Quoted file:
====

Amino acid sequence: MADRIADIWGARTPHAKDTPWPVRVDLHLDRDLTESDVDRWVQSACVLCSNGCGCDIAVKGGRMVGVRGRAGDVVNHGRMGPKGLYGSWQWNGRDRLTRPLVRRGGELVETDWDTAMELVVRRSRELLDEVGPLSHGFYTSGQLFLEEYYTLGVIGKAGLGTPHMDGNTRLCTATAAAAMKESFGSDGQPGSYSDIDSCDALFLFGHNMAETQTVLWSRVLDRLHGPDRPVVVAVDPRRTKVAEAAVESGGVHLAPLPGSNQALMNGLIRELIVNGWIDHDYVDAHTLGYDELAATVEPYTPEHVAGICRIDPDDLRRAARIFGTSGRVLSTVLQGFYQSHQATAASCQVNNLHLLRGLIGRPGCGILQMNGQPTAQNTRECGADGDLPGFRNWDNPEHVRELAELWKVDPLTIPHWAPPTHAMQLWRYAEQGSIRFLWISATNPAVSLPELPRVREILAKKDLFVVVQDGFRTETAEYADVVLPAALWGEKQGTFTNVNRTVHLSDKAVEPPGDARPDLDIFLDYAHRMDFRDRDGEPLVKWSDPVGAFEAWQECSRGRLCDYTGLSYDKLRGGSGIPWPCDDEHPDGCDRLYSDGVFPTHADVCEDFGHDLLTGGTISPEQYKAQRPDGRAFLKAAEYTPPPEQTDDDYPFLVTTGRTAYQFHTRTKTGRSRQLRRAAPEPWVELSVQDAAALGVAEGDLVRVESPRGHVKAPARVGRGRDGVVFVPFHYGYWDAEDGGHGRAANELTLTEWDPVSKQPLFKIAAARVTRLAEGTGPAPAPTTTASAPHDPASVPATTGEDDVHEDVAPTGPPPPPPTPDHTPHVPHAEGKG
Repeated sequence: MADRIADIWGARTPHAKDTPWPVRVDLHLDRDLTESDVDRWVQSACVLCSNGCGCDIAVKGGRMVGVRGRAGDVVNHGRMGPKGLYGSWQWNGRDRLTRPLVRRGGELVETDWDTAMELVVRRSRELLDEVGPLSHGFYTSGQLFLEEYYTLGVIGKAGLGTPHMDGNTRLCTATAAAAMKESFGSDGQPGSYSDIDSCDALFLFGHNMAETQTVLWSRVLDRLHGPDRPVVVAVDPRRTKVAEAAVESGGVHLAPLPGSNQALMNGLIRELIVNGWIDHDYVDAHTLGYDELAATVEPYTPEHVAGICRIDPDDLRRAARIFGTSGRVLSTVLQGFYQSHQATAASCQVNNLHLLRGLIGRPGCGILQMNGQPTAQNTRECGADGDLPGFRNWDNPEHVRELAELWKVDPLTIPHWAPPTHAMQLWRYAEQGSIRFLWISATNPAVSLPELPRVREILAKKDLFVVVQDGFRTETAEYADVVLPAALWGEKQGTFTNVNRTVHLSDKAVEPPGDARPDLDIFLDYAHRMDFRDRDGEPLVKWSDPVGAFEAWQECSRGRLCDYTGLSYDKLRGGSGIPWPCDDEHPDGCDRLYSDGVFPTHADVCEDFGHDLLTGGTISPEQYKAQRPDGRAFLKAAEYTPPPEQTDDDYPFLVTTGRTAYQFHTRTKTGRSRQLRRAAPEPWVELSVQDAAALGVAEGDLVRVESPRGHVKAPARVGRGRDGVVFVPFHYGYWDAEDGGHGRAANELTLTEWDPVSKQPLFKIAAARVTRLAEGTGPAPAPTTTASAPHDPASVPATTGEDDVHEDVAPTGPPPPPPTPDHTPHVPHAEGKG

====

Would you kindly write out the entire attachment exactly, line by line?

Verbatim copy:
Amino acid sequence: MADRIADIWGARTPHAKDTPWPVRVDLHLDRDLTESDVDRWVQSACVLCSNGCGCDIAVKGGRMVGVRGRAGDVVNHGRMGPKGLYGSWQWNGRDRLTRPLVRRGGELVETDWDTAMELVVRRSRELLDEVGPLSHGFYTSGQLFLEEYYTLGVIGKAGLGTPHMDGNTRLCTATAAAAMKESFGSDGQPGSYSDIDSCDALFLFGHNMAETQTVLWSRVLDRLHGPDRPVVVAVDPRRTKVAEAAVESGGVHLAPLPGSNQALMNGLIRELIVNGWIDHDYVDAHTLGYDELAATVEPYTPEHVAGICRIDPDDLRRAARIFGTSGRVLSTVLQGFYQSHQATAASCQVNNLHLLRGLIGRPGCGILQMNGQPTAQNTRECGADGDLPGFRNWDNPEHVRELAELWKVDPLTIPHWAPPTHAMQLWRYAEQGSIRFLWISATNPAVSLPELPRVREILAKKDLFVVVQDGFRTETAEYADVVLPAALWGEKQGTFTNVNRTVHLSDKAVEPPGDARPDLDIFLDYAHRMDFRDRDGEPLVKWSDPVGAFEAWQECSRGRLCDYTGLSYDKLRGGSGIPWPCDDEHPDGCDRLYSDGVFPTHADVCEDFGHDLLTGGTISPEQYKAQRPDGRAFLKAAEYTPPPEQTDDDYPFLVTTGRTAYQFHTRTKTGRSRQLRRAAPEPWVELSVQDAAALGVAEGDLVRVESPRGHVKAPARVGRGRDGVVFVPFHYGYWDAEDGGHGRAANELTLTEWDPVSKQPLFKIAAARVTRLAEGTGPAPAPTTTASAPHDPASVPATTGEDDVHEDVAPTGPPPPPPTPDHTPHVPHAEGKG
Repeated sequence: MADRIADIWGARTPHAKDTPWPVRVDLHLDRDLTESDVDRWVQSACVLCSNGCGCDIAVKGGRMVGVRGRAGDVVNHGRMGPKGLYGSWQWNGRDRLTRPLVRRGGELVETDWDTAMELVVRRSRELLDEVGPLSHGFYTSGQLFLEEYYTLGVIGKAGLGTPHMDGNTRLCTATAAAAMKESFGSDGQPGSYSDIDSCDALFLFGHNMAETQTVLWSRVLDRLHGPDRPVVVAVDPRRTKVAEAAVESGGVHLAPLPGSNQALMNGLIRELIVNGWIDHDYVDAHTLGYDELAATVEPYTPEHVAGICRIDPDDLRRAARIFGTSGRVLSTVLQGFYQSHQATAASCQVNNLHLLRGLIGRPGCGILQMNGQPTAQNTRECGADGDLPGFRNWDNPEHVRELAELWKVDPLTIPHWAPPTHAMQLWRYAEQGSIRFLWISATNPAVSLPELPRVREILAKKDLFVVVQDGFRTETAEYADVVLPAALWGEKQGTFTNVNRTVHLSDKAVEPPGDARPDLDIFLDYAHRMDFRDRDGEPLVKWSDPVGAFEAWQECSRGRLCDYTGLSYDKLRGGSGIPWPCDDEHPDGCDRLYSDGVFPTHADVCEDFGHDLLTGGTISPEQYKAQRPDGRAFLKAAEYTPPPEQTDDDYPFLVTTGRTAYQFHTRTKTGRSRQLRRAAPEPWVELSVQDAAALGVAEGDLVRVESPRGHVKAPARVGRGRDGVVFVPFHYGYWDAEDGGHGRAANELTLTEWDPVSKQPLFKIAAARVTRLAEGTGPAPAPTTTASAPHDPASVPATTGEDDVHEDVAPTGPPPPPPTPDHTPHVPHAEGKG